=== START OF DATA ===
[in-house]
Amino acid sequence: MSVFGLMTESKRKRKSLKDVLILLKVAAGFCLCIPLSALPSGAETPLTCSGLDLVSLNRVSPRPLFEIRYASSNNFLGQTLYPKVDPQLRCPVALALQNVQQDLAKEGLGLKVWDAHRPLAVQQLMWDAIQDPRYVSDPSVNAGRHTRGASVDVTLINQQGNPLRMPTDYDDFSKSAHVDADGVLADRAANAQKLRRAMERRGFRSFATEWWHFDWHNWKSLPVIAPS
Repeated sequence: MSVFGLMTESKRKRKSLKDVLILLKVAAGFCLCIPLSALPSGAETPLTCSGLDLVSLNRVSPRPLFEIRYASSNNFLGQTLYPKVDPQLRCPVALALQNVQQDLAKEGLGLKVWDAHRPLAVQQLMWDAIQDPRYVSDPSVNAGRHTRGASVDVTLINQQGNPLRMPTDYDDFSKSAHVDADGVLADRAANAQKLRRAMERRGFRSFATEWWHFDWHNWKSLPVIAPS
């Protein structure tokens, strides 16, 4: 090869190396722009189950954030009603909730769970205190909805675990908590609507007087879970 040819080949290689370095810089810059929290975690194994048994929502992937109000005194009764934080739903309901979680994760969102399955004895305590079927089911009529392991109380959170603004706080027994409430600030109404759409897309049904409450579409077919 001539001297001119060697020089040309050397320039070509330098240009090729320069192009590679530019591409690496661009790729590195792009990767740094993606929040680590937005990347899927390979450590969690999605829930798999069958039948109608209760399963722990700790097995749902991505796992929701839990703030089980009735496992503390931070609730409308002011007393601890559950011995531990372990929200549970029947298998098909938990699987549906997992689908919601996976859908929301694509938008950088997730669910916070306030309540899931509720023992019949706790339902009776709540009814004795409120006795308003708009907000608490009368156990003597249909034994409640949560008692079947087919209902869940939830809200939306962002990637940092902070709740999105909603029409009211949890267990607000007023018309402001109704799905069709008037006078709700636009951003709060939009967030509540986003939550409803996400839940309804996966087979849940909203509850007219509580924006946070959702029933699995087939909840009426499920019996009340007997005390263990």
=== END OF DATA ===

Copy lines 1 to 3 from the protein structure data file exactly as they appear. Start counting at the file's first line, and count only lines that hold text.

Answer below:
[in-house]
Amino acid sequence: MSVFGLMTESKRKRKSLKDVLILLKVAAGFCLCIPLSALPSGAETPLTCSGLDLVSLNRVSPRPLFEIRYASSNNFLGQTLYPKVDPQLRCPVALALQNVQQDLAKEGLGLKVWDAHRPLAVQQLMWDAIQDPRYVSDPSVNAGRHTRGASVDVTLINQQGNPLRMPTDYDDFSKSAHVDADGVLADRAANAQKLRRAMERRGFRSFATEWWHFDWHNWKSLPVIAPS
Repeated sequence: MSVFGLMTESKRKRKSLKDVLILLKVAAGFCLCIPLSALPSGAETPLTCSGLDLVSLNRVSPRPLFEIRYASSNNFLGQTLYPKVDPQLRCPVALALQNVQQDLAKEGLGLKVWDAHRPLAVQQLMWDAIQDPRYVSDPSVNAGRHTRGASVDVTLINQQGNPLRMPTDYDDFSKSAHVDADGVLADRAANAQKLRRAMERRGFRSFATEWWHFDWHNWKSLPVIAPS